Alex Zimmerman

Coming from a small Quaker school in center city Philadelphia where class sizes never exceeded twenty students, I wasn’t sure I would find the same kind of close-knit community within a large research university like Pitt.  I thought research universities were places where undergraduate education came second to graduate and professional research.  This couldn’t be further from a description of the experiences I’ve had at Pitt—experiences that have been facilitated by the University Honors College (UHC).

As a politics and philosophy (P&P) major—a degree option offered and advised through the UHC—I have had the flexibility to take mostly seminar-style courses with professors who are passionate about undergraduate education.  Because P&P emphasizes breadth of study through interdisciplinary coursework, I have fulfilled degree requirements in courses ranging from problems in the philosophy of religion to transatlantic security.  The UHC transformed my experience at Pitt into the small liberal arts environment I wanted but with hundreds of courses from which to choose.

Through a seminar on global justice, I built a relationship with a faculty member who got me interested in thinking about what obligations the affluent have to those who suffer from human rights violations.  Based on this interest, I pursued independent and original research with the guidance of Michael Goodhart, a leading thinker in the field.  The UHC facilitated this research through a Brackenridge fellowship, a program that encourages students from all disciplines to participate in a research community in which no one can hide behind disciplinary jargon.  A student interested in the therapeutic value of Wittgensteinian philosophy must defend his research against the student interested in the neurobiology of vomiting in musk shrews.  In the words of Nate Hillberg (director of the program) defending your research to Brackenridge fellows is one of the most challenging presentations you will ever give because it is in front of a room full of smart people who have no idea what you are talking about.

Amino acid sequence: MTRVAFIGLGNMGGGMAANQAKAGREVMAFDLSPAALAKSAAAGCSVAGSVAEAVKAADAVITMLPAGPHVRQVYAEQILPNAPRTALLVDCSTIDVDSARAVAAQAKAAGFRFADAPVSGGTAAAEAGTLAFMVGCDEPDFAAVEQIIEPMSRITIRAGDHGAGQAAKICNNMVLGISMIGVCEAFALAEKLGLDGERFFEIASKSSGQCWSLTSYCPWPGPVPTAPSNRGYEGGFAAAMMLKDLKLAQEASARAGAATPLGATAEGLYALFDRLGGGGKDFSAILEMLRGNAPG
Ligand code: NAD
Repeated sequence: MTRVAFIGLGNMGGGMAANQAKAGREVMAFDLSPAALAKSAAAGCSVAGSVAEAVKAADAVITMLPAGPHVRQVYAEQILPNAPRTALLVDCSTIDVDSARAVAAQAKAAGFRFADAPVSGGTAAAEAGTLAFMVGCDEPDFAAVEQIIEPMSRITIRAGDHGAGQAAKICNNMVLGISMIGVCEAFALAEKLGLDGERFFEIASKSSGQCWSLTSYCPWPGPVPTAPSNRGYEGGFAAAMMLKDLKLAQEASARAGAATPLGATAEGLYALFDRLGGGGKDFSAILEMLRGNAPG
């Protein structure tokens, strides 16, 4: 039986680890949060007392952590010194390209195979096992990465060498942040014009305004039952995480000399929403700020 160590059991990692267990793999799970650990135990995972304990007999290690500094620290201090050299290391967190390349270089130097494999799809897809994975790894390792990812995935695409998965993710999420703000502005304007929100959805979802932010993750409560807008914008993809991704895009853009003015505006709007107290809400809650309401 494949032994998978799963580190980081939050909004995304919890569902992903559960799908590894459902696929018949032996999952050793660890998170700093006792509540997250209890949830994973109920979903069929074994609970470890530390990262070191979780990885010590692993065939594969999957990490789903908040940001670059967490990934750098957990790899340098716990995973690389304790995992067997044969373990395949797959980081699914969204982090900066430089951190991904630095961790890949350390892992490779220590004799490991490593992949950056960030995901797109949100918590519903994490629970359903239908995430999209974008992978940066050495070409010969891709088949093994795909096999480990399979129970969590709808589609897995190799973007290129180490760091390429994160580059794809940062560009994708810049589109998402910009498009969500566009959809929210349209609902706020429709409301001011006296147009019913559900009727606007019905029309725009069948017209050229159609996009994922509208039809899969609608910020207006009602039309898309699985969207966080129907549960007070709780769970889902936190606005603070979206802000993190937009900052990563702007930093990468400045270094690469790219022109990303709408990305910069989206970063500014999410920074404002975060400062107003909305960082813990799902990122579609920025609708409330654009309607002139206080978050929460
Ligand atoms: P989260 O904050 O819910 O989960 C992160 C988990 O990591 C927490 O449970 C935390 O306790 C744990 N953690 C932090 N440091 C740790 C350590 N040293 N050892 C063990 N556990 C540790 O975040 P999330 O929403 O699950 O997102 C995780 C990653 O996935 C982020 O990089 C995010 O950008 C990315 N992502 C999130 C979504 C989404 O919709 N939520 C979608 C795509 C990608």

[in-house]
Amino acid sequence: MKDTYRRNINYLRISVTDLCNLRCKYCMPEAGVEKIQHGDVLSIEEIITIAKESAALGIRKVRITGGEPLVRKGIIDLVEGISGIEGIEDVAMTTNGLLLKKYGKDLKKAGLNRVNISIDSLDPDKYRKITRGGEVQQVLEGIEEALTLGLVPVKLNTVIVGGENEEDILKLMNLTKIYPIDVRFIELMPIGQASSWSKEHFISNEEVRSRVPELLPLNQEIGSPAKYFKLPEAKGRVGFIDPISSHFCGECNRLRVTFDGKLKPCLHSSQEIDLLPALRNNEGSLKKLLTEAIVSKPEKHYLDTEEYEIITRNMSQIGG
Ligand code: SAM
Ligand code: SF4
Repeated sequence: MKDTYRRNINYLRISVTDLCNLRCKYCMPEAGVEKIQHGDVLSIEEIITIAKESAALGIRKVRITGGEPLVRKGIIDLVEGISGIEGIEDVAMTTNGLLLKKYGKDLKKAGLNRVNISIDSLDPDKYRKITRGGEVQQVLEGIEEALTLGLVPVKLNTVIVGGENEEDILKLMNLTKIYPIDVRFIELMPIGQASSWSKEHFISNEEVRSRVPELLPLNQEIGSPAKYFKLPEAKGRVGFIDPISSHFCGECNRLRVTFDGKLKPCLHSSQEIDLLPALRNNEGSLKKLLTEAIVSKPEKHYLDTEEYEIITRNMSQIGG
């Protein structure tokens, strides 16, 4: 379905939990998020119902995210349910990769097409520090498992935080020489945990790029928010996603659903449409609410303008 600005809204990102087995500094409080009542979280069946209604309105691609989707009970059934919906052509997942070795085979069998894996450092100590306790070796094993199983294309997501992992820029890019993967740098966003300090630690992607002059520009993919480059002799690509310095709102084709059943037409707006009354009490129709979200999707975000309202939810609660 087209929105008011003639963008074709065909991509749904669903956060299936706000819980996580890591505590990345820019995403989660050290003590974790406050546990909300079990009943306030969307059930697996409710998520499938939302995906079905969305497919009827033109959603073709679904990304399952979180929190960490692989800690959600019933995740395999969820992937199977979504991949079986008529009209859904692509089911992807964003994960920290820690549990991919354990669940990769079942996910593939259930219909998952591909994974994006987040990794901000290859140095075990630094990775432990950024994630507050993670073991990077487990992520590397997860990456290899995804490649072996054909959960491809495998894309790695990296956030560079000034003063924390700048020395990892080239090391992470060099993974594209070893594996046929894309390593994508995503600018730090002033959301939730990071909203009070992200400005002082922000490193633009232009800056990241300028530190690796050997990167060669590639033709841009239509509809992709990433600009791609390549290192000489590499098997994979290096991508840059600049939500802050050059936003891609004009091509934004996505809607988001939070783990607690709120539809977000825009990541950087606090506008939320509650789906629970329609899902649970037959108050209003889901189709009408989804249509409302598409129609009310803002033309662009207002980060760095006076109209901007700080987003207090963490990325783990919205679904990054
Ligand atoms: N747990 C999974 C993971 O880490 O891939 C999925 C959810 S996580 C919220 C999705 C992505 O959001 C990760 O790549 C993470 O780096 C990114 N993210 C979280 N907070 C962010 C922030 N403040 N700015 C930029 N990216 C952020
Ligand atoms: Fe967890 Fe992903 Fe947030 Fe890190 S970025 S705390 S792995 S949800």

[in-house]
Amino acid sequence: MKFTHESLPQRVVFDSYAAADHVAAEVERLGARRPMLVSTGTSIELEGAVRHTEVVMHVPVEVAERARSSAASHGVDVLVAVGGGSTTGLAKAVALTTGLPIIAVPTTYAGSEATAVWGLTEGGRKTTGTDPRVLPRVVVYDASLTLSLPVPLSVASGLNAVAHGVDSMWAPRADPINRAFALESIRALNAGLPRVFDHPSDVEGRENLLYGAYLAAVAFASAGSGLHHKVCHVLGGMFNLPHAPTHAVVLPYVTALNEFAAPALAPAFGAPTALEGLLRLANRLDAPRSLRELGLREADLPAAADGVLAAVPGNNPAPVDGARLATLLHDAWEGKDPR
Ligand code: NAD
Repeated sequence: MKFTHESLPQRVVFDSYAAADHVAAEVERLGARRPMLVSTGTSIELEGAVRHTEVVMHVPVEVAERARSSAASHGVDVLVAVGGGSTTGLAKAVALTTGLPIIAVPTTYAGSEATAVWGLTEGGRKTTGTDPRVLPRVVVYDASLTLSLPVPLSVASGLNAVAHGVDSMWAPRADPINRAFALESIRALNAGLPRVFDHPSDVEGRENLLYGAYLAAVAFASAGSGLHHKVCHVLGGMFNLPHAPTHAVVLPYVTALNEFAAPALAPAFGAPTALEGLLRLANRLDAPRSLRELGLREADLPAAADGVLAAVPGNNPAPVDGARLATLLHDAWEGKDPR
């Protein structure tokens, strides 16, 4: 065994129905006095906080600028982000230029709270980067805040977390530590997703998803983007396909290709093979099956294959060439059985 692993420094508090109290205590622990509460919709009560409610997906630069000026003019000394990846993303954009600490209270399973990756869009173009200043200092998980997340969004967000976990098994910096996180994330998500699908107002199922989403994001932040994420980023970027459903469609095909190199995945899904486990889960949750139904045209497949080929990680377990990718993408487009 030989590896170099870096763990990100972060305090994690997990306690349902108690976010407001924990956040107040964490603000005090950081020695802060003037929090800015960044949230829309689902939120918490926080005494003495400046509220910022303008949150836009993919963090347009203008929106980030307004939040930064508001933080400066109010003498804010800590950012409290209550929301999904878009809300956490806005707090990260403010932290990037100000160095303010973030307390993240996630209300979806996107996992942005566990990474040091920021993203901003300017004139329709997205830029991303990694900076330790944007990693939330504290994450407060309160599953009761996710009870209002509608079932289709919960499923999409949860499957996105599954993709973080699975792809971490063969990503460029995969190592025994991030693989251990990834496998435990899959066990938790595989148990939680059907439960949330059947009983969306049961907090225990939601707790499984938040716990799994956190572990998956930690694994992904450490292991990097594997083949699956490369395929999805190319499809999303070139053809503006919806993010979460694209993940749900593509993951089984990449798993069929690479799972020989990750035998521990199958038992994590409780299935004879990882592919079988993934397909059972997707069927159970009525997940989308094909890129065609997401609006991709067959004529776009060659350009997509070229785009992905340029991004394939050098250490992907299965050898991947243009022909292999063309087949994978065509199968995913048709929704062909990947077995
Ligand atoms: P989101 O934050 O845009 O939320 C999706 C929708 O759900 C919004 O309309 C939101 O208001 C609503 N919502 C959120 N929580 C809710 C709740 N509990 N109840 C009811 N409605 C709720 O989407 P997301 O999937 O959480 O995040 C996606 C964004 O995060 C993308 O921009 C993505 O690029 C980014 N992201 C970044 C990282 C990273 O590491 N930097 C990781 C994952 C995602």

The UHC is not just an academic institution; it is a place for anyone who is genuinely curious.  Whether your interest is writing for a publication like Pitt Political Review or participating in a reading group like Pizza and Plays, there is room for any interest or new program you want to create.  Most importantly, these opportunities are not reserved for students who have merely done well on standardized tests or have high GPAs, because no one is excluded from the Honors College. In the words of our founding dean, Alec Stewart, "Bright, incurious people—bless 'em, high SAT scores and all—do not make a worthy university. People with an animated reverence for curiosity do."